American Association for Cancer Research
00085472can140953-sup-129100_1_supp_0_nscplw.pdf (95.86 kB)

Supplementary Figure Legend from Translesion Polymerase η Is Upregulated by Cancer Therapeutics and Confers Anticancer Drug Resistance

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journal contribution
posted on 2023-03-30, 22:50 authored by Maja T. Tomicic, Dorthe Aasland, Steffen C. Naumann, Ruth Meise, Christina Barckhausen, Bernd Kaina, Markus Christmann

Supplementary Figure Legend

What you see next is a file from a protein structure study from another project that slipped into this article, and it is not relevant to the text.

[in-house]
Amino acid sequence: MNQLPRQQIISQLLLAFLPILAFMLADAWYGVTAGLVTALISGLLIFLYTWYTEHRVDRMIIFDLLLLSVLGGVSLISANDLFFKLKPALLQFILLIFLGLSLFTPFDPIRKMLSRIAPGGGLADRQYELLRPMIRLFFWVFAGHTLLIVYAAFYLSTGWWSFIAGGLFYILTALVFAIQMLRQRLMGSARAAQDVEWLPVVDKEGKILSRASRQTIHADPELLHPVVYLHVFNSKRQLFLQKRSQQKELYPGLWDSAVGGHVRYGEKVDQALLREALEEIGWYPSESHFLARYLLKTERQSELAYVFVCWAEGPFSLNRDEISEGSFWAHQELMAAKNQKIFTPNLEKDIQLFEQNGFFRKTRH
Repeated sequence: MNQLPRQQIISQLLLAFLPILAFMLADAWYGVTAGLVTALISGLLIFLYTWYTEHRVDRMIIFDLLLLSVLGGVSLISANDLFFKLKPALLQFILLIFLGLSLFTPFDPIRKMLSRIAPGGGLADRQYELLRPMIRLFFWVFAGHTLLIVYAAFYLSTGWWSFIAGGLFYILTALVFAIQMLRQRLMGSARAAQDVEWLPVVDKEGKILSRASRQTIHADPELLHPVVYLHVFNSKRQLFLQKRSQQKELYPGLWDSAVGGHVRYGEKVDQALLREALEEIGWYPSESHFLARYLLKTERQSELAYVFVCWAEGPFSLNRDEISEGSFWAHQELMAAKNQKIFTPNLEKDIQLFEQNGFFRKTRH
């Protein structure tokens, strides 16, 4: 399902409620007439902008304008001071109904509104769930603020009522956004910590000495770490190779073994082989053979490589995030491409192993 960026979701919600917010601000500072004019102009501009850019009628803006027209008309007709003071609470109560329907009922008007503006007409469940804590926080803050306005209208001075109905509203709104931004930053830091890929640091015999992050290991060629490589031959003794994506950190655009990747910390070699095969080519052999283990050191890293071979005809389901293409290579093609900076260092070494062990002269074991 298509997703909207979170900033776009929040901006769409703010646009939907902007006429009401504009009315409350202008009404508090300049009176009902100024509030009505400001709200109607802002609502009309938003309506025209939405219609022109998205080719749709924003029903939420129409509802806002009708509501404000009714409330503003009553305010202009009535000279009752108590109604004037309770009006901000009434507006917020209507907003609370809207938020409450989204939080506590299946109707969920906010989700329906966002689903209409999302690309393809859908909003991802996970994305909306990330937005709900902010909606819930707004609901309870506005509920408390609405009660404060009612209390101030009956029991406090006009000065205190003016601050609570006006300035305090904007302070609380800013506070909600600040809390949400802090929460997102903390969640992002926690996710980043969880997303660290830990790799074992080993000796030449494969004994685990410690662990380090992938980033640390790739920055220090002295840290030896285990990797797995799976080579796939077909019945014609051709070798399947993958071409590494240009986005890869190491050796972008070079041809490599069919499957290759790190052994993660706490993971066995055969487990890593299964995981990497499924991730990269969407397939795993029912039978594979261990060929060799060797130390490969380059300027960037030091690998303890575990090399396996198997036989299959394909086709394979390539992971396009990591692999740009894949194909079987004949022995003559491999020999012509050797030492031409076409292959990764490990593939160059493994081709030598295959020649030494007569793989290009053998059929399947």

DNA repair processes are a key determinant of the sensitivity of cancer cells to DNA-damaging chemotherapeutics, which may induce certain repair genes as a mechanism to promote resistance. Here, we report the results of a screen for repair genes induced in cancer cells treated with DNA crosslinking agents, which identified the translesion polymerase η (PolH) as a p53-regulated target acting as one defense against interstrand crosslink (ICL)-inducing agents. PolH was induced by fotemustine, mafosfamide, and lomustine in breast cancer, glioma, and melanoma cells in vitro and in vivo, with similar inductions observed in normal cells such as lymphocytes and diploid fibroblasts. PolH contributions to the protection against ICL-inducing agents were evaluated by its siRNA-mediated attenuation in cells, which elevated sensitivity to these drugs in all tumor cell models. Conversely, PolH overexpression protected cancer cells against these drugs. PolH attenuation reduced repair of ICL lesions as measured by host cell reactivation assays and enhanced persistence of γH2AX foci. Moreover, we observed a strong accumulation of PolH in the nucleus of drug-treated cells along with direct binding to damaged DNA. Taken together, our findings implicated PolH in ICL repair as a mechanism of cancer drug resistance and normal tissue protection. Cancer Res; 74(19); 5585–96. ©2014 AACR.